Ceramic Industry

INSIDE CI: Puppy Love

February 1, 2008
The monthly roundup from Editor-in-Chief Susan Sutton.

I always said I would never get a puppy. I shook my head self-righteously when others would tell me of their puppies’ misadventures. “Not me,” I thought. “No way.” They might be cute, but the little guys require way too much time and energy for proper training, socialization and so on. Plenty of older dogs need good homes, and odds are they won’t chew everything they can get their teeth on.

I’m still not entirely sure how it happened. I’d decided that I wanted to get my daughter a dog for Christmas, so I was searching Petfinder.com. I saw an adorable coonhound mix puppy, and that’s when events get fuzzy in my mind. I e-mailed the rescue organization that had taken in the pup’s mom for more information. I spoke with a number of people there to get a more detailed understanding of him and his background. I picked him up the Friday before Christmas. I have nothing to say in my defense, except that I’d clearly suffered some sort of mental breakdown.

The puppy’s major strong point is the cuteness factor. He is irresistible, and it is truly difficult to stay angry with him-even in the face of messes, chewed books and general frustrations. Even when he’s getting into trouble, he carries on with such wild enthusiasm that it’s impossible not to laugh. There’s no way to predict what he’ll do from one second to the next and, while sometimes aggravating, he’s incredibly entertaining.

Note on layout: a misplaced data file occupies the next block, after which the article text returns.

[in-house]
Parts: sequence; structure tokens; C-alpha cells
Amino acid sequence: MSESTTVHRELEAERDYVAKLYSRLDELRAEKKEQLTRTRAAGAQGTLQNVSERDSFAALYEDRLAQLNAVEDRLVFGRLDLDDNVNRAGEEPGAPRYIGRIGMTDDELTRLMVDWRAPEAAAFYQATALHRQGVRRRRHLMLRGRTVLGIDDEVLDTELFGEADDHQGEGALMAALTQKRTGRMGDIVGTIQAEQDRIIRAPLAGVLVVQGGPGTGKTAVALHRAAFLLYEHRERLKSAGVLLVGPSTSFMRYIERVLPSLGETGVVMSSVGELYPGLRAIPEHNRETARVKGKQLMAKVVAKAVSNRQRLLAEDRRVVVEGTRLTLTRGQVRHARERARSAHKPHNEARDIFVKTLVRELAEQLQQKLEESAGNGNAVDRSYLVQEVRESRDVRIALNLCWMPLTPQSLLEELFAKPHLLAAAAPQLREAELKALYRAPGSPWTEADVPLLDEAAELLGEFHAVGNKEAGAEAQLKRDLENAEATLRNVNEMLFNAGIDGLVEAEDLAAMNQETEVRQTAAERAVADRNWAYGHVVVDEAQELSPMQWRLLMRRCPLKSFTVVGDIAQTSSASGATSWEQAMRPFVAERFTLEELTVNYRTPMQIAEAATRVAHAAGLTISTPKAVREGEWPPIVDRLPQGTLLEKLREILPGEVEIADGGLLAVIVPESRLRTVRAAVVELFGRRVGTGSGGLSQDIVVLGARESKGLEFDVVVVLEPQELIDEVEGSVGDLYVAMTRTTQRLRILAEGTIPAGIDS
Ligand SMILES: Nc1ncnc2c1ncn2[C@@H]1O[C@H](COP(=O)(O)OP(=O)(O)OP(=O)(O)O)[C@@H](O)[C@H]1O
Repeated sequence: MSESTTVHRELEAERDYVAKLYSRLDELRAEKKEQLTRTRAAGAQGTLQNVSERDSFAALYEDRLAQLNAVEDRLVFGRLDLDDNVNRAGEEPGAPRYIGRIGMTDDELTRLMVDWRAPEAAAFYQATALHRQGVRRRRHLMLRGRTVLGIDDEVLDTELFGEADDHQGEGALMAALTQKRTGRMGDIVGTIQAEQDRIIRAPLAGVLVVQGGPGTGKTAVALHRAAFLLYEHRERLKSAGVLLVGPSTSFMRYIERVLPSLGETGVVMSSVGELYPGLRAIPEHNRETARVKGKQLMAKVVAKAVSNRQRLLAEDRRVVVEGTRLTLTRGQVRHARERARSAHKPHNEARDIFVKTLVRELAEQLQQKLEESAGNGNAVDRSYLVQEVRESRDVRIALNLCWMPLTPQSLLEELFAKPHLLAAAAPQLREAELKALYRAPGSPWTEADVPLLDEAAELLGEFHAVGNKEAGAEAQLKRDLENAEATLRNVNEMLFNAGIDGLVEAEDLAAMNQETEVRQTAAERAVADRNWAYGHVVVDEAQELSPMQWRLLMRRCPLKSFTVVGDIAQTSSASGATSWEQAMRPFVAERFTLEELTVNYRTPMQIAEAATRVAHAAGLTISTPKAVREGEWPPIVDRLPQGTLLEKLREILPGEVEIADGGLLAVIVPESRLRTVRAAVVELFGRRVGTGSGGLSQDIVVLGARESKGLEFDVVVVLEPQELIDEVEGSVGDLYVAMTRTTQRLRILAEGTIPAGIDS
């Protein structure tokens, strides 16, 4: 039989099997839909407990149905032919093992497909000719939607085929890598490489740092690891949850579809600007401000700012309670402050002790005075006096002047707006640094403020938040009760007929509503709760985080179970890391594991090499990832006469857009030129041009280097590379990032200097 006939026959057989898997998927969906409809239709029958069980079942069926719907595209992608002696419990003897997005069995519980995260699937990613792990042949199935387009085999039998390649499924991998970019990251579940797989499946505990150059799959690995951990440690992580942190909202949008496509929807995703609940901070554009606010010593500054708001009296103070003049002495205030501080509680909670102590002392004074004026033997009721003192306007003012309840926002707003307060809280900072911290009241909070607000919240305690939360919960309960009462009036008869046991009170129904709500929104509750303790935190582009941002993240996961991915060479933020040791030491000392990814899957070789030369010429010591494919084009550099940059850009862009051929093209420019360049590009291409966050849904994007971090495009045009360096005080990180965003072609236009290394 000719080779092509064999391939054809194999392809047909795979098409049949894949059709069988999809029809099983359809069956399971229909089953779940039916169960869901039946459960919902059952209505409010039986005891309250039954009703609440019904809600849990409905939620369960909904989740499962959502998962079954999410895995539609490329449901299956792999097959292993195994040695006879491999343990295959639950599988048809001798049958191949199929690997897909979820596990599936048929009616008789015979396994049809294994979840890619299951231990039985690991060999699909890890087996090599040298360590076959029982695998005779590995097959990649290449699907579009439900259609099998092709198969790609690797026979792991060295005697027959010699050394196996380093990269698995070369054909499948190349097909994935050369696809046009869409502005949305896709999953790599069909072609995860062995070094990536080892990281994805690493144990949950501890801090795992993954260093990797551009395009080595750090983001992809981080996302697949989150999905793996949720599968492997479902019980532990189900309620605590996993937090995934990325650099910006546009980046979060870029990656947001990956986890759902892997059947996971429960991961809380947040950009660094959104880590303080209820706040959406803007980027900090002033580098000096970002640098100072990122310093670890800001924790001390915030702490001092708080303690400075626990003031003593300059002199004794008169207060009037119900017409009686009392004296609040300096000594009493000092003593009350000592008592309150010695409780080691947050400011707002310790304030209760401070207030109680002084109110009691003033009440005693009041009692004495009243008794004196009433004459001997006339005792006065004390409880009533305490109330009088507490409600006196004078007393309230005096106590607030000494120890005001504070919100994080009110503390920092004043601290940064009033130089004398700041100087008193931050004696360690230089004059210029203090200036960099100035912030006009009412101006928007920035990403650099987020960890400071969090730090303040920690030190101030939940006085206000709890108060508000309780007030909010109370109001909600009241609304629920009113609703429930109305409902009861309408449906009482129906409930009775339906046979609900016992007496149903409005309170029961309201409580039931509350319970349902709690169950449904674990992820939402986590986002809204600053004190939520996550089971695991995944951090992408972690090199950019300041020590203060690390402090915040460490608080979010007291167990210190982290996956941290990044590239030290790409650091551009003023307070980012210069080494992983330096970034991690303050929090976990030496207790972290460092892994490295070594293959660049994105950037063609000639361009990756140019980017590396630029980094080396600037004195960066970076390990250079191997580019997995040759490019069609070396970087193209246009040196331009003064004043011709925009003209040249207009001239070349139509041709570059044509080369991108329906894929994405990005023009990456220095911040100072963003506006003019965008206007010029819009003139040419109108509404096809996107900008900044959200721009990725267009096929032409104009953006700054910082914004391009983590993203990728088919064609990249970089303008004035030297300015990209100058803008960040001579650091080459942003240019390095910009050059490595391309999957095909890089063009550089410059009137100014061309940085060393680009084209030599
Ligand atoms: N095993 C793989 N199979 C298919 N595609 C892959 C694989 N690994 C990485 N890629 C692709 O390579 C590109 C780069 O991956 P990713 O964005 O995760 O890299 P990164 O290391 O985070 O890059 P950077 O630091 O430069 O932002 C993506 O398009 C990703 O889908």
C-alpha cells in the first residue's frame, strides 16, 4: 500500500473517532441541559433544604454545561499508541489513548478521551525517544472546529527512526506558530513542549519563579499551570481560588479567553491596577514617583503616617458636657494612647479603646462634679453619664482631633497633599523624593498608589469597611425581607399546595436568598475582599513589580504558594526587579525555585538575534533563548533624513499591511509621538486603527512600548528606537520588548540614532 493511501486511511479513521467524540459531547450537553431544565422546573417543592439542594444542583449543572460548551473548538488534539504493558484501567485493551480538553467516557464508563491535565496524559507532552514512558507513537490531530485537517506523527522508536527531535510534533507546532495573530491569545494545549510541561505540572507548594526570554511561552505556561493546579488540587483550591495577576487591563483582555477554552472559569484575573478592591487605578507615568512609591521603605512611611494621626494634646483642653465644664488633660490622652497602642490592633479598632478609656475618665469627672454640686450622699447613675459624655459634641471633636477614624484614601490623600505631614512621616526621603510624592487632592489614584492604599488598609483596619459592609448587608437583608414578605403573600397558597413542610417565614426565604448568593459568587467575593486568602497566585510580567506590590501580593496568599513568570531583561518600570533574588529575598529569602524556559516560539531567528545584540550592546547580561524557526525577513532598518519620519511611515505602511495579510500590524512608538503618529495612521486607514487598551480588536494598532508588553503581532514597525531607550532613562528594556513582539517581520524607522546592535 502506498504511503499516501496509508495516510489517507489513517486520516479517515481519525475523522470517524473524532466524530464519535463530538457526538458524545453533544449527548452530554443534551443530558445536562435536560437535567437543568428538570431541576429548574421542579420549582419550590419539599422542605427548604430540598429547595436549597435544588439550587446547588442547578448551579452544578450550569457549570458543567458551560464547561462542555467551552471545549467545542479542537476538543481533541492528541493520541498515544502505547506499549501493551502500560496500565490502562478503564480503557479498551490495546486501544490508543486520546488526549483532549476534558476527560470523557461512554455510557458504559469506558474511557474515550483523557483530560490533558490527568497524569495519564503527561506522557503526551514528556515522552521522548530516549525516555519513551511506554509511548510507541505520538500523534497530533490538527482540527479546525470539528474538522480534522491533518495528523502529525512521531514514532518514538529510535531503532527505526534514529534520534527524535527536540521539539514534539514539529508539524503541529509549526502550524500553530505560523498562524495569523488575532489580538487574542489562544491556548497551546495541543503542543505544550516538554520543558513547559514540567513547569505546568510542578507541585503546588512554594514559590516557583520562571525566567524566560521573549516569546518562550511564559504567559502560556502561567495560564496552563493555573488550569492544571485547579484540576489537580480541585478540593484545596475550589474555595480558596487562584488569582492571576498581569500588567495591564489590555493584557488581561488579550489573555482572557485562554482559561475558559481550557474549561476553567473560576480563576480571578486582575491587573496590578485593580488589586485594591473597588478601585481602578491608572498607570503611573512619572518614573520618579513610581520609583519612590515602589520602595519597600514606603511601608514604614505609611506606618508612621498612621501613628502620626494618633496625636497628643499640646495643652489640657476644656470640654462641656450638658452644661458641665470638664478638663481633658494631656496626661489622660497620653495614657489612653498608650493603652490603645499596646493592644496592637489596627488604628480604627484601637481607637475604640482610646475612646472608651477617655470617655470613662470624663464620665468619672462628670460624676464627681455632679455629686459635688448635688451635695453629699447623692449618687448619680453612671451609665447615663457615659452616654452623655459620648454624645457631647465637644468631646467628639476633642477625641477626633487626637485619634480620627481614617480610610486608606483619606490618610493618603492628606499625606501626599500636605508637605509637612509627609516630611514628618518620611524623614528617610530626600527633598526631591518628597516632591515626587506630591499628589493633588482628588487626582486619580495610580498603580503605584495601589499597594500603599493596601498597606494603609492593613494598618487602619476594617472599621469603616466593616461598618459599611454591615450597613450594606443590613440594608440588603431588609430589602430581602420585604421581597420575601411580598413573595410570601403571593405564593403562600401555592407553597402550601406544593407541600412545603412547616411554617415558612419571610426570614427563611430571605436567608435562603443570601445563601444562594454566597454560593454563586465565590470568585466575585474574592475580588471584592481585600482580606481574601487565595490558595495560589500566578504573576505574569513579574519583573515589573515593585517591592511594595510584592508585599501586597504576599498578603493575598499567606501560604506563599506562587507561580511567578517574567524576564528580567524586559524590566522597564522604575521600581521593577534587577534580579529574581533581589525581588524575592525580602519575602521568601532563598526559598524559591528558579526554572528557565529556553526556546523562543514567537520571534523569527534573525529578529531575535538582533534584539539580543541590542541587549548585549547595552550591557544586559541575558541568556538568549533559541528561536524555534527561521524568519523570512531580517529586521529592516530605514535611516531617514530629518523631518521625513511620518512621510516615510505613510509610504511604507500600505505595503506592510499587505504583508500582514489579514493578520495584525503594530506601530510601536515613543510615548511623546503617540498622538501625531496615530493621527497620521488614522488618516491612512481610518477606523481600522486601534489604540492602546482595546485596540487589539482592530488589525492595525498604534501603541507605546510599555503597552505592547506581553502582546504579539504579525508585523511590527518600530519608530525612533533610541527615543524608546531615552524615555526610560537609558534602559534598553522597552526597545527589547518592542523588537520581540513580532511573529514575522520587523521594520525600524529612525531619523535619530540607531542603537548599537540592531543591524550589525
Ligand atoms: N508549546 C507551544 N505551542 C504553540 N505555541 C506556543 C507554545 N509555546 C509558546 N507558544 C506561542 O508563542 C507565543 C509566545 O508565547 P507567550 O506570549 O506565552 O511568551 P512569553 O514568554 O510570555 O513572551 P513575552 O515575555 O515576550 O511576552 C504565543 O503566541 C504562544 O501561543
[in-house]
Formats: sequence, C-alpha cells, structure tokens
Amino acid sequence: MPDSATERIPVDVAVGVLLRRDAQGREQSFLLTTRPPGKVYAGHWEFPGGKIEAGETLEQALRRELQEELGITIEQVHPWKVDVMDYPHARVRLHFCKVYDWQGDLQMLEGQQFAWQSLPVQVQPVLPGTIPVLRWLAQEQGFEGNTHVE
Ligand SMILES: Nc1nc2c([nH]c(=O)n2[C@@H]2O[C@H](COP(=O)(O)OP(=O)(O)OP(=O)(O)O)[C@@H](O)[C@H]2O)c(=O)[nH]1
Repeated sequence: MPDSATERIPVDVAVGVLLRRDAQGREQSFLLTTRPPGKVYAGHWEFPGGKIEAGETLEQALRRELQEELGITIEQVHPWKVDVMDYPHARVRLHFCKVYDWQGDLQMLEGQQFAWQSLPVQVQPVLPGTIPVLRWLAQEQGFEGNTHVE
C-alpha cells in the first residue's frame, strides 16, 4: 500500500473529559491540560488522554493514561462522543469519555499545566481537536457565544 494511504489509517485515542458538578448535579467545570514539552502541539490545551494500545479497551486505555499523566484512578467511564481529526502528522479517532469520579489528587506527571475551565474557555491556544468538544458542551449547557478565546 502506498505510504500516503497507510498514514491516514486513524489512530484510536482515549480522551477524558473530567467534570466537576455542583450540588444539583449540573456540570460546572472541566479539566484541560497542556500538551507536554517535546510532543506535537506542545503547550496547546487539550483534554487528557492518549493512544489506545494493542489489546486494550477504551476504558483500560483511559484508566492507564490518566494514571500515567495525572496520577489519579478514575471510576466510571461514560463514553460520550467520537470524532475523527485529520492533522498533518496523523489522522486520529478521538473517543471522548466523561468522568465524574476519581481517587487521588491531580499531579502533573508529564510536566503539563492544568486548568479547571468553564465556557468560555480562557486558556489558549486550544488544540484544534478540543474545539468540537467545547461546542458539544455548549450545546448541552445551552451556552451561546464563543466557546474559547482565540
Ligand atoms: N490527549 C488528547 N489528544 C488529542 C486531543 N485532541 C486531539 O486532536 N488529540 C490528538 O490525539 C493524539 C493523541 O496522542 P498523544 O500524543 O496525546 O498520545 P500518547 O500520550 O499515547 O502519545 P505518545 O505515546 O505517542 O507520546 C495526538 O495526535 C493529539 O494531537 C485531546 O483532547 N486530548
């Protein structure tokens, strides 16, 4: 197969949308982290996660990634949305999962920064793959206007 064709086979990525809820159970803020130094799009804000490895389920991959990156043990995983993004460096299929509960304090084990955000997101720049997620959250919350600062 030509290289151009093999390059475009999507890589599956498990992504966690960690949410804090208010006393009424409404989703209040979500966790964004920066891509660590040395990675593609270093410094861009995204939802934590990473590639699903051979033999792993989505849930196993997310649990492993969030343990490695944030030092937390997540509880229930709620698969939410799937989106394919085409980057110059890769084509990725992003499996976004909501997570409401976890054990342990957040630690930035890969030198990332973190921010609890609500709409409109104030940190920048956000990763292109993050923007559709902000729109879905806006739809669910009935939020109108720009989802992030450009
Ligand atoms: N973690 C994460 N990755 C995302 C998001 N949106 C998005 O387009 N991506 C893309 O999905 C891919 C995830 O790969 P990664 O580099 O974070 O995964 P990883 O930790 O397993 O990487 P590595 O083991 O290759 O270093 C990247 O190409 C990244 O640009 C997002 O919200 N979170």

A puppy’s unpredictable nature is in direct contrast to the measured control we seek in industry. An enormous amount of time and money is spent making sure that processes and products consistently meet stringent requirements. For example, many different methods exist for powder characterization. A new automated solution has been developed for sieve size analysis that can quickly and accurately provide sieve results in real time (see “Automating Sieve Size Analysis”).

Material purity is vital to the success of many ceramic products, and X-ray fluorescent analysis (XRF) is a quick and relatively simple quality control method. The preparation of a homogenous and properly sized sample is crucial, however, and factors such as milling and other sample preparation methods must be considered to ensure consistent success (see “Quality Control”).

This issue also includes our second annual R&D Lab Equipment and Instrumentation Directory. The quick-reference chart lists suppliers* of products ranging from balances and blenders to surface area analyzers and viscometers, and display advertisers in this issue are marked in blue within the chart. In addition, contact information is listed for each supplier so you can quickly and easily request additional information on equipment to help ensure the success of your projects and products.

Only time will tell whether I can mold our wild, rambunctious young pup into a dependable, well-mannered dog. Luckily, a plethora of reliable tools is available to ensure that our manufacturing processes consistently produce high-quality end products.

*Supplier listings indicate paid advertising.

Links